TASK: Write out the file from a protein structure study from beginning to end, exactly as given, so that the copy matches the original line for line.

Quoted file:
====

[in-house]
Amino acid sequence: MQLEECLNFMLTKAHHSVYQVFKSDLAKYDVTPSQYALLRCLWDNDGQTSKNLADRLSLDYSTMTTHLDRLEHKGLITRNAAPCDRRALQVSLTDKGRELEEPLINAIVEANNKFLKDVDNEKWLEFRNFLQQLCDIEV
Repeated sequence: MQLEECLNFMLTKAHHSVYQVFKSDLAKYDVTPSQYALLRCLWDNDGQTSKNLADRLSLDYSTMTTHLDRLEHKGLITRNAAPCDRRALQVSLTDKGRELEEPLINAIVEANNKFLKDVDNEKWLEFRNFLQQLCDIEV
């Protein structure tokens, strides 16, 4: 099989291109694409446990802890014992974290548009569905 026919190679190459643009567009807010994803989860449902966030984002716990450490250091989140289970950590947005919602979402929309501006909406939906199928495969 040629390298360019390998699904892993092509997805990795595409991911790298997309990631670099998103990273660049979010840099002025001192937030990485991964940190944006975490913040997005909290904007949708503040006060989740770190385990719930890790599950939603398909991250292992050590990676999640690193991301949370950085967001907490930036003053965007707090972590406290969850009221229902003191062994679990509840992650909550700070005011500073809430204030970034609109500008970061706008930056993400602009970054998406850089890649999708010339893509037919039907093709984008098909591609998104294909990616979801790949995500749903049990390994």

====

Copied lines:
[in-house]
Amino acid sequence: MQLEECLNFMLTKAHHSVYQVFKSDLAKYDVTPSQYALLRCLWDNDGQTSKNLADRLSLDYSTMTTHLDRLEHKGLITRNAAPCDRRALQVSLTDKGRELEEPLINAIVEANNKFLKDVDNEKWLEFRNFLQQLCDIEV
Repeated sequence: MQLEECLNFMLTKAHHSVYQVFKSDLAKYDVTPSQYALLRCLWDNDGQTSKNLADRLSLDYSTMTTHLDRLEHKGLITRNAAPCDRRALQVSLTDKGRELEEPLINAIVEANNKFLKDVDNEKWLEFRNFLQQLCDIEV
């Protein structure tokens, strides 16, 4: 099989291109694409446990802890014992974290548009569905 026919190679190459643009567009807010994803989860449902966030984002716990450490250091989140289970950590947005919602979402929309501006909406939906199928495969 040629390298360019390998699904892993092509997805990795595409991911790298997309990631670099998103990273660049979010840099002025001192937030990485991964940190944006975490913040997005909290904007949708503040006060989740770190385990719930890790599950939603398909991250292992050590990676999640690193991301949370950085967001907490930036003053965007707090972590406290969850009221229902003191062994679990509840992650909550700070005011500073809430204030970034609109500008970061706008930056993400602009970054998406850089890649999708010339893509037919039907093709984008098909591609998104294909990616979801790949995500749903049990390994």